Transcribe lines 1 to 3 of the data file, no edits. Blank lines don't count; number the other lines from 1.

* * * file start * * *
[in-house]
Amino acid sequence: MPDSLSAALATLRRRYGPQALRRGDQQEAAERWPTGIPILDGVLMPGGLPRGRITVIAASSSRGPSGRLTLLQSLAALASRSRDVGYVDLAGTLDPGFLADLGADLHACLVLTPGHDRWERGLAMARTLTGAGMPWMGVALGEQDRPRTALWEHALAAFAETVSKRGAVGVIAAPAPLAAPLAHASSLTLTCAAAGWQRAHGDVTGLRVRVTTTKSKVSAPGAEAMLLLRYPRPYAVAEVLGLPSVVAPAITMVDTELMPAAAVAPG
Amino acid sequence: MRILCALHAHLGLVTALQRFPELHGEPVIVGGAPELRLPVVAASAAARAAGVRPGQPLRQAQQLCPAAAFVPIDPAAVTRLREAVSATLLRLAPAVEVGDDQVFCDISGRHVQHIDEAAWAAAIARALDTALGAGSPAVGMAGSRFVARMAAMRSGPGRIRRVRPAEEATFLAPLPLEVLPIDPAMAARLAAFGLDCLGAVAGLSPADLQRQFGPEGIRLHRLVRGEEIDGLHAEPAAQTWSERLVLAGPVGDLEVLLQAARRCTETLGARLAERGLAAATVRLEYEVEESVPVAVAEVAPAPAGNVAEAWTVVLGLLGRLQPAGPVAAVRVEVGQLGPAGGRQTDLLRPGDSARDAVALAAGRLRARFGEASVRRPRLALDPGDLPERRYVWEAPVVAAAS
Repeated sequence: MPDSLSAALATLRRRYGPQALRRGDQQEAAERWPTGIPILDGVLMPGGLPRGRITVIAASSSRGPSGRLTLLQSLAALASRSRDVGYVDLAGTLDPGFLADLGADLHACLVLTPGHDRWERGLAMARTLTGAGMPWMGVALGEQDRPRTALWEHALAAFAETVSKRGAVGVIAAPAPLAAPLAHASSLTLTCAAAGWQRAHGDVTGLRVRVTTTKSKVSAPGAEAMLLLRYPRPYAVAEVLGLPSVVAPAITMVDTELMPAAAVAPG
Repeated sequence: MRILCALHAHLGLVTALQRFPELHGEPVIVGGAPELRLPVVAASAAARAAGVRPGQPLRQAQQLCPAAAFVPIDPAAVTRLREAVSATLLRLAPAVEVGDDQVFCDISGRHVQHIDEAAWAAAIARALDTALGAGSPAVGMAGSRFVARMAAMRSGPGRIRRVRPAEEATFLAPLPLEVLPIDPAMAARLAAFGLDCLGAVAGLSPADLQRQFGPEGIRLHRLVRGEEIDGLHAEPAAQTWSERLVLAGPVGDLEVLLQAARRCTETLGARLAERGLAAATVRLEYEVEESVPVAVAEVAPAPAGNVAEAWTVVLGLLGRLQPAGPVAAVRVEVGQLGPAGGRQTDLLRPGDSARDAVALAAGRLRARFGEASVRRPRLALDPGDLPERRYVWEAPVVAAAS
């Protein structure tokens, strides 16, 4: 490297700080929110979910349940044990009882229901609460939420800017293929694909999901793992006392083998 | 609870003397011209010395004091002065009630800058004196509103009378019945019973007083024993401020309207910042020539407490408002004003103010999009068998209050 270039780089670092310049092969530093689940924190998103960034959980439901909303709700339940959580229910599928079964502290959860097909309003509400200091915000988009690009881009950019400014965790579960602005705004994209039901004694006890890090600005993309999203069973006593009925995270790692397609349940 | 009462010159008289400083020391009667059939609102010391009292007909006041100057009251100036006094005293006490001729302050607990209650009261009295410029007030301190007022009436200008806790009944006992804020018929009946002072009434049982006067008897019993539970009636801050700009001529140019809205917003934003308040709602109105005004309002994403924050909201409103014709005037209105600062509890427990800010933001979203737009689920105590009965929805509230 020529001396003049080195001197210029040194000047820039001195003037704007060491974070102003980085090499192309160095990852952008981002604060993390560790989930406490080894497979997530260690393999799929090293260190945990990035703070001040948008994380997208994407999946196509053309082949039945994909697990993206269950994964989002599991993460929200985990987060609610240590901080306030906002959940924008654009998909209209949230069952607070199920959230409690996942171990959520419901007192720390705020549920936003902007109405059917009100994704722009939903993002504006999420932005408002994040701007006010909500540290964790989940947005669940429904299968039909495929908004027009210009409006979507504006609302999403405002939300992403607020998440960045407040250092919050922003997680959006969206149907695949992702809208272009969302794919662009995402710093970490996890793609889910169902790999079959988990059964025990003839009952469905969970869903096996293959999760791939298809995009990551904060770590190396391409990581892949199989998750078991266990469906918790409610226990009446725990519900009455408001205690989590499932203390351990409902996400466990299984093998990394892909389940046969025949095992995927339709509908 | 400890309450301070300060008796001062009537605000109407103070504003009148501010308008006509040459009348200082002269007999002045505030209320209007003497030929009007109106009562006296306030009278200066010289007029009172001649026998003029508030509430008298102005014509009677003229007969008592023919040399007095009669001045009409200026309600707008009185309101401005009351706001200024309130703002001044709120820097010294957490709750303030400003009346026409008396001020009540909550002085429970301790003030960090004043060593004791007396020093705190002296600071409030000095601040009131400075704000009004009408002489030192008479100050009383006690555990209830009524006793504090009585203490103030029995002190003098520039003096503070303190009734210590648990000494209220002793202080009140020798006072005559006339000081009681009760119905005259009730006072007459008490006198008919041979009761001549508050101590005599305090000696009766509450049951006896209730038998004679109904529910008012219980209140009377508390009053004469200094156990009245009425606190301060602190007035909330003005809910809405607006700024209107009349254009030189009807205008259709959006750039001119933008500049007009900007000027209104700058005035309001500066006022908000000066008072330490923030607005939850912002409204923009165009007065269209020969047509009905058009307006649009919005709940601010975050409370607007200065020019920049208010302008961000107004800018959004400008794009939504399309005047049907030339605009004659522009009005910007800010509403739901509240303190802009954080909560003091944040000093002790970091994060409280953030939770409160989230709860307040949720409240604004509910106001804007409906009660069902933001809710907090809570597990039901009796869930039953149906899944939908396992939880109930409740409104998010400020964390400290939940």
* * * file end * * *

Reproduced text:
[in-house]
Amino acid sequence: MPDSLSAALATLRRRYGPQALRRGDQQEAAERWPTGIPILDGVLMPGGLPRGRITVIAASSSRGPSGRLTLLQSLAALASRSRDVGYVDLAGTLDPGFLADLGADLHACLVLTPGHDRWERGLAMARTLTGAGMPWMGVALGEQDRPRTALWEHALAAFAETVSKRGAVGVIAAPAPLAAPLAHASSLTLTCAAAGWQRAHGDVTGLRVRVTTTKSKVSAPGAEAMLLLRYPRPYAVAEVLGLPSVVAPAITMVDTELMPAAAVAPG
Amino acid sequence: MRILCALHAHLGLVTALQRFPELHGEPVIVGGAPELRLPVVAASAAARAAGVRPGQPLRQAQQLCPAAAFVPIDPAAVTRLREAVSATLLRLAPAVEVGDDQVFCDISGRHVQHIDEAAWAAAIARALDTALGAGSPAVGMAGSRFVARMAAMRSGPGRIRRVRPAEEATFLAPLPLEVLPIDPAMAARLAAFGLDCLGAVAGLSPADLQRQFGPEGIRLHRLVRGEEIDGLHAEPAAQTWSERLVLAGPVGDLEVLLQAARRCTETLGARLAERGLAAATVRLEYEVEESVPVAVAEVAPAPAGNVAEAWTVVLGLLGRLQPAGPVAAVRVEVGQLGPAGGRQTDLLRPGDSARDAVALAAGRLRARFGEASVRRPRLALDPGDLPERRYVWEAPVVAAAS